Friday, November 23, 2012

San Francisco, Day 7



We're nearing the end of our trip, and our trusty CityPass booklet only has one place left on it; the Exploratorium. We got up early again and took the municipal transportation. Not quite understanding the vast variety of buses, we took the 101 Express, which was comfortable and fast. It would normally be a more expensive trip not covered under the CityPass, but the driver just let us on without paying because he was feeling friendly.

I'm not sure how many different ways there are to say good things about the Exploratorium. It was pretty much everything that I could have wanted in a science museum, mostly because there were lots of things to play with and an astounding variety of exhibits. My favorite things used heavy motors, like a chain that looped around from the ceiling. You could poke it in the side and watch the wave move down the chain and towards the floor, then back up the other side. There were magnets galore as well, including ferrofluids and magnetic sand. Oh, and a machine that dropped dry ice from a conveyor belt onto a flat pool of water, causing the tiny pieces to skate across as they evaporated. Alyssa's favorite was a pin art thing that you could press your hand against. Almost every single thing that we saw I wanted in our house. The only two problems that I had with the place were that there were too many children around (only a problem because they played with the stuff I wanted to play with), and I'm sure that there were almost certainly germs from all the wonderful things you could touch.

Bike that simulated which muscles work together when riding
Ben playing with magnetic sand
Impossible triangle illusion
Impossible triangle from the side
The giant pin thing that Alyssa enjoyed

Partial view of the museum

From the Exploratorium we headed north until we found a place to eat, which was right next to the beach. We split a turkey sandwich that had cranberry jam and a soft cheese on it, and Alyssa said it helped to make up for skipping a proper Thanksgiving dinner last night. They also had a sriracha hot chocolate, which had that nice spiciness that I like with a dark chocolate. I'll have to try to make that when I get home.

Almost the entire area south of the Golden Gate Bridge, called the Presidio, is part of the National Parks system, and so we had a long walk along the beach surrounded by lots of nature and a ton of signs that pointed out things of historical significance. The ultimate point of travelling was to get to Fort Point, an old military fort beneath the Golden Gate Bridge, but along the way was a swamp area, a warming hut where they brought shipwrecked sailors who were dying of hypothermia, and a large park area.

The domed building is the Palace of Fine Arts


Fort Point was luckily free to the public, and so we went around exploring the place. It's been one of the primary points of defense for the Bay since pretty much the time when San Francisco was being settled. There were lots of cannons to look at from all the periods of the fort, and even a sample missile from when the fort was used to defend from Russians. From what I can tell, Fort Point spent pretty much a century engaging in defense merely by being there; it never had to fire a shot or actually be used against anyone.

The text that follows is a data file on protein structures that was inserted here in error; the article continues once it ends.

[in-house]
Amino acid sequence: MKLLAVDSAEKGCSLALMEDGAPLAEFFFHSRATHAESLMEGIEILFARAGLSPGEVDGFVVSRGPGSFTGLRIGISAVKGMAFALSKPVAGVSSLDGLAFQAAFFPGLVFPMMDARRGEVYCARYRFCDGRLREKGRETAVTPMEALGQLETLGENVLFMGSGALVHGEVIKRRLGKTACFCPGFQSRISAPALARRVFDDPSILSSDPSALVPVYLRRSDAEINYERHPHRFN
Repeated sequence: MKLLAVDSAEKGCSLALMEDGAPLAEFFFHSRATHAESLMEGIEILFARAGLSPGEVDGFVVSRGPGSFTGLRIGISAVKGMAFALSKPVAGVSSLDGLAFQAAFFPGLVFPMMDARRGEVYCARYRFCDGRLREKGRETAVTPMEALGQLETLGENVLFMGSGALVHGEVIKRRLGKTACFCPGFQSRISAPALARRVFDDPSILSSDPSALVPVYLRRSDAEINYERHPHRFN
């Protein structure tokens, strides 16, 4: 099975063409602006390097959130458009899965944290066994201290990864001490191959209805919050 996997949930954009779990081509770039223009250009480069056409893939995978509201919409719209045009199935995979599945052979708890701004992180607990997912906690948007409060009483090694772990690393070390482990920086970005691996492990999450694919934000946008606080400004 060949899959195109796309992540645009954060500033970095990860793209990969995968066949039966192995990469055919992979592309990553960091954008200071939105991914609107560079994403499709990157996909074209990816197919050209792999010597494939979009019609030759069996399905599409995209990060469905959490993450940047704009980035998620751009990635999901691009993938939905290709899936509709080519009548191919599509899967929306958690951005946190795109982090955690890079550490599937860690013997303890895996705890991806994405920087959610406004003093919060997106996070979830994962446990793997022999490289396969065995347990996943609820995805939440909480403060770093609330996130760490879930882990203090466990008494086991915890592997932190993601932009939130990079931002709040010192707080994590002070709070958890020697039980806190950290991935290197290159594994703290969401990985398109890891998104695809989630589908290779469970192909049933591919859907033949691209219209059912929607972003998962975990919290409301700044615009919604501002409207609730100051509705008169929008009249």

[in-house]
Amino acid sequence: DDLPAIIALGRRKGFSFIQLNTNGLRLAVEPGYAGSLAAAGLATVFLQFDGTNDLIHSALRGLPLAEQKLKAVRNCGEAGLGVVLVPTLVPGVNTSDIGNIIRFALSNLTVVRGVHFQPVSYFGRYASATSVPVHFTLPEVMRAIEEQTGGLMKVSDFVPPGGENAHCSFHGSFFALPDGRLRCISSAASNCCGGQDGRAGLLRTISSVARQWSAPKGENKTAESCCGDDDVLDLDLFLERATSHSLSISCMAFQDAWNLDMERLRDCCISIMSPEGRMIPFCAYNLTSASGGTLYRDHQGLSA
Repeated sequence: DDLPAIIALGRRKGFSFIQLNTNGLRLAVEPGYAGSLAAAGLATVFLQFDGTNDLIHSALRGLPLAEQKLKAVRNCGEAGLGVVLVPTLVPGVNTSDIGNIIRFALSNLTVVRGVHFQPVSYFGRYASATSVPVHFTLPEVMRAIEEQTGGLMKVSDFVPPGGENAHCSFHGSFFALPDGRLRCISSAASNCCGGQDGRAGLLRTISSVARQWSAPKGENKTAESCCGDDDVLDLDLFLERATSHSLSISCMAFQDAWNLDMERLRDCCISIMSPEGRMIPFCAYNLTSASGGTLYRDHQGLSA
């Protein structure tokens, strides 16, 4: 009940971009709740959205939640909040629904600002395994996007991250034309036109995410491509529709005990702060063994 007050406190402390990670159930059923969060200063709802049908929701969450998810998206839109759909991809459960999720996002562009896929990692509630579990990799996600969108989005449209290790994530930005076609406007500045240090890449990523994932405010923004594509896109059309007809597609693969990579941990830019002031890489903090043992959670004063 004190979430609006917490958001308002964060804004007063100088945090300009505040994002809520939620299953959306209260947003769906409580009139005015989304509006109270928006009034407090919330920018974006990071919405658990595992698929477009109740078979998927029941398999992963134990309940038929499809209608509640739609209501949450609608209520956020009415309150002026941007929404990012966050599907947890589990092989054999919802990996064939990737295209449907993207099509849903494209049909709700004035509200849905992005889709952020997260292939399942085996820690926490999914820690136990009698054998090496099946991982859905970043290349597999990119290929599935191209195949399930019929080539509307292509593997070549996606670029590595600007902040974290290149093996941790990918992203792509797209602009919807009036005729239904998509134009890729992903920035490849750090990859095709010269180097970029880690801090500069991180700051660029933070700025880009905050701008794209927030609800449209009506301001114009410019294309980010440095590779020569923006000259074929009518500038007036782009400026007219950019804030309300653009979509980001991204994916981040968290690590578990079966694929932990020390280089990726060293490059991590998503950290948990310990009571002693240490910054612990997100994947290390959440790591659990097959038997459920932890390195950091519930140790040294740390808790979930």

Fort Point is right under the Golden Gate Bridge, which was built over it. From Fort Point you get the closest view of the bridge short of actually being on it. I had been taking photos all day as we approached the bridge, but I think the best probably came from standing out on the battlements of the fort and leaning over. It also offers a nice view of the Pacific, which before this trip I'd never seen. It's funny, but for being a port city most of the actual ocean isn't important to the city; instead, it's the Bay. Of course, the Bay wouldn't be anything without the Ocean there for trade. While Lake Superior has lots of tankers, we saw several enormous ships filled with shipping containers, which were impressive because of how different they were from what I'm used to. I couldn't tell whether or not they were larger though.
Inside Fort Point
An empty officer's room

Looking down the hall through the barracks
Furnished officer's quarters
Ben going up the spiral stairs
Middle level where the cannons were fired from
View of the bridge from the top of Fort Point

View of the city from Fort Point
Pacific Ocean
Gun powder barrels stored in the basement
After taking in the sights of the Fort and the numerous exhibits and bits of history there, we decided to go back to the hotel. This turned out to be a little bit of a problem, because the nearest bus line was almost three miles away. Already pretty tired of walking, Alyssa and I embarked on what was probably the longest walk of our life. We also had the problem that Alyssa and I have opposite reactions to taking a rest; I feel loads better, she feels worse. After a twenty minutes of walking in the hot sun, we started joking that the long walk would never end, and after forty minutes of walking we started joking about not remembering if the walk even had a beginning. And then we kept walking some more. Eventually we found a bus and got home, but it seemed to take forever.
View of the city from our arduous walk home
Crissy Field
We walked by the Palace of Fine Arts as well

For dinner we ate at a sushi place suggested by our concierge, Hana Zen. I had the Icy Dragon roll, which had jalapeno, caviar, and shrimp tempura, with paper-thin slices of lemon and some raw fish on top. The lemon was a particularly nice touch, and I'd never seen that done before. Alyssa had some kind of heated roll with a bit of spice to it. For dessert, we had ice cream with a toasted meringue shell surrounding it, which was delicious. Best of all, the place was only two blocks away from the hotel, so our tired feet weren't taxed too hard.

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